If you suspect your teenager has obsessive-compulsive disorder (OCD), you may be unsure how to help them. Obsessive-compulsive disorder involves excessive worry and compulsions. OCD can have a negative impact on various aspects of your teen's life, including their academics and social life. Luckily, OCD can be successfully treated, especially with the help of OCD outpatient treatment programs. Here are three tips for helping your teen with OCD:
Get Your Teen Neuropsychological Testing
In order to officially diagnose your teen with OCD and determine the severity of their condition, they should be signed up for neuropsychological testing. These tests are administered by mental health professionals in a clinical setting. The tests involve questionnaires, behavioral observations, conversational assessments, and more.
The results of the neuropsychological testing will help you and your teen's doctors determine the type of help that is needed and will be factored into your teen's treatment plan. These tests can also look for other conditions that may be occurring at the same time, such as anxiety. This way, their doctor can create a comprehensive treatment plan that helps provide relief for any mental health struggles they are experiencing.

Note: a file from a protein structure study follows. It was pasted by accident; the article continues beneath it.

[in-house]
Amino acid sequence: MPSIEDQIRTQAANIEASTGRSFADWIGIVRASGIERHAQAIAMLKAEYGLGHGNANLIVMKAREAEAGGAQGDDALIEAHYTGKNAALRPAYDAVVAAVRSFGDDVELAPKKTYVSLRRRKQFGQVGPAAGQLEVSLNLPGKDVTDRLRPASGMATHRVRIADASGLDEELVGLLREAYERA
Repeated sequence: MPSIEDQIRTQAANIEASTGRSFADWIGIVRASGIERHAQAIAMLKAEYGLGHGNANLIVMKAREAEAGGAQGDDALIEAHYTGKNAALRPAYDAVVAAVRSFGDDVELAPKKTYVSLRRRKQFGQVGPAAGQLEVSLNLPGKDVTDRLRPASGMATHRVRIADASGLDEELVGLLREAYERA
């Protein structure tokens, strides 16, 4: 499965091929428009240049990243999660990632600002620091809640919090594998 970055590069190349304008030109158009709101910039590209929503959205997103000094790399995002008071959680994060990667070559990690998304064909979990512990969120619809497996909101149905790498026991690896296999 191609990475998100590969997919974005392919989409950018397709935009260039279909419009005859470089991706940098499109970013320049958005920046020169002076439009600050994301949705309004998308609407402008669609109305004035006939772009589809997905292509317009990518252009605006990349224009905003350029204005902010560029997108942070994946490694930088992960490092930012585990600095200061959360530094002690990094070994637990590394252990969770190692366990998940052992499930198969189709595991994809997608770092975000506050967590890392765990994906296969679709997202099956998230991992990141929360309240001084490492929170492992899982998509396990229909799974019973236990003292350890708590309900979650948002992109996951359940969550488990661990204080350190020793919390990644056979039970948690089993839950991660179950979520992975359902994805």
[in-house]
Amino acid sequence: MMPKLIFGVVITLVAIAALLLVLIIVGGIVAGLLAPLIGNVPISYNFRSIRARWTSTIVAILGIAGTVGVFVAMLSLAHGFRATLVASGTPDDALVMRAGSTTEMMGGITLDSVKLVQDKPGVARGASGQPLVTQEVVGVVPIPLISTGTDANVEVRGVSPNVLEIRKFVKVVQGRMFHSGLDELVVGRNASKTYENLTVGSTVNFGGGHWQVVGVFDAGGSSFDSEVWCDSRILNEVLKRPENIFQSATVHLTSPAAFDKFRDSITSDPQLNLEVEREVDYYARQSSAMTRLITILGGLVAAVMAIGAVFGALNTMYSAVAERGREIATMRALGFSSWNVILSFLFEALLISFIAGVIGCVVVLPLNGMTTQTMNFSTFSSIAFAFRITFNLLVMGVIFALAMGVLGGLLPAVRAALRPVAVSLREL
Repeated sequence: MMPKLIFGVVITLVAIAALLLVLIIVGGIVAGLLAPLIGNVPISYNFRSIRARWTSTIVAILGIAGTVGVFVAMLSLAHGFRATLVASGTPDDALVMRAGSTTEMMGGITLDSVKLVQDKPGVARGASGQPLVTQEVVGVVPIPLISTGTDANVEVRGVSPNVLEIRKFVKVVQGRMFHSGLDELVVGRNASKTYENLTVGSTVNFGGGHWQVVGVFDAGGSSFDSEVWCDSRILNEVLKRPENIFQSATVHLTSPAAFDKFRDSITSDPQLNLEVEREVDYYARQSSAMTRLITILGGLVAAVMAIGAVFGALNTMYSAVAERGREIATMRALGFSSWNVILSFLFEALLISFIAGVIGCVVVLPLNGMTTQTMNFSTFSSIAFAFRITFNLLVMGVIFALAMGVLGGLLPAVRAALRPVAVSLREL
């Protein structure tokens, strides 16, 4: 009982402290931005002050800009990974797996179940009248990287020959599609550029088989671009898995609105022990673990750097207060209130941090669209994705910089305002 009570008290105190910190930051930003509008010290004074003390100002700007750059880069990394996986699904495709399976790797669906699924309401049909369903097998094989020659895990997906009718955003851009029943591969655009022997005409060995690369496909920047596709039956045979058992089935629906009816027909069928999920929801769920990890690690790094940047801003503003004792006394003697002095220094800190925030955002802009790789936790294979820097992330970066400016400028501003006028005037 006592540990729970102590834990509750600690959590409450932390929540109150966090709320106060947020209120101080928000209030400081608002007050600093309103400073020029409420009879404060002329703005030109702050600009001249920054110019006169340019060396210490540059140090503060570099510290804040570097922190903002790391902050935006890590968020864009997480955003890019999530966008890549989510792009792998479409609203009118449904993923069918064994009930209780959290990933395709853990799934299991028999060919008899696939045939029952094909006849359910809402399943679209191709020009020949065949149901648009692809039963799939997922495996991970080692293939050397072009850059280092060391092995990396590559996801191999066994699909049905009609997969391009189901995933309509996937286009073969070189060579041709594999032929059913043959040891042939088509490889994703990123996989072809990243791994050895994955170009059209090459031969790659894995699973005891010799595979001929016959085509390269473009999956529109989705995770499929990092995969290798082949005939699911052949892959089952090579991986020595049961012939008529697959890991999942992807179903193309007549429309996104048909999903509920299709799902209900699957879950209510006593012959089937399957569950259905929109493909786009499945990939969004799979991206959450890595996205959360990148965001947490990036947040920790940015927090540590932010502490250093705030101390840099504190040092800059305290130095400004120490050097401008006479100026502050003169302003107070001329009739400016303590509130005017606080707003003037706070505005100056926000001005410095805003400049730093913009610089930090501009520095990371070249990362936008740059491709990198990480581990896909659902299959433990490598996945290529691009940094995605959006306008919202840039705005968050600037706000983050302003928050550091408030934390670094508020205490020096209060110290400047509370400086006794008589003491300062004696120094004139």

Look Into OCD Outpatient Treatment Programs
OCD outpatient programs involve your teen going to specialized counseling for OCD on a frequent basis, ensuring they get the support they need. In their outpatient program, they will learn ways to identify OCD triggers and healthier ways of dealing with their intrusive thoughts and compulsions.
OCD outpatient programs for teens also involve group therapy sessions, so your teen can learn from their peers and know that they are not alone in their struggle with OCD.
Seek Parental Support
Having a teenager who is experiencing any mental illness can be stressful and anxiety-inducing, and OCD is no different. The compulsive behavior that is associated with OCD can be especially disruptive to your family and home life.
Luckily, many OCD outpatient treatment centers offer support groups and counseling for parents, to help you navigate this with as many resources as possible. In addition, you can seek out online resources designed specifically for the parents of children and teens with OCD. Sometimes, just talking to other parents in a similar situation can be helpful.
Helping your teen navigate symptoms of obsessive-compulsive disorder may feel scary, but you don't have to do it alone. Following the tips in this article and working with trained OCD professionals will help your teen successfully manage their OCD symptoms.
Contact a local OCD outpatient treatment program to learn more.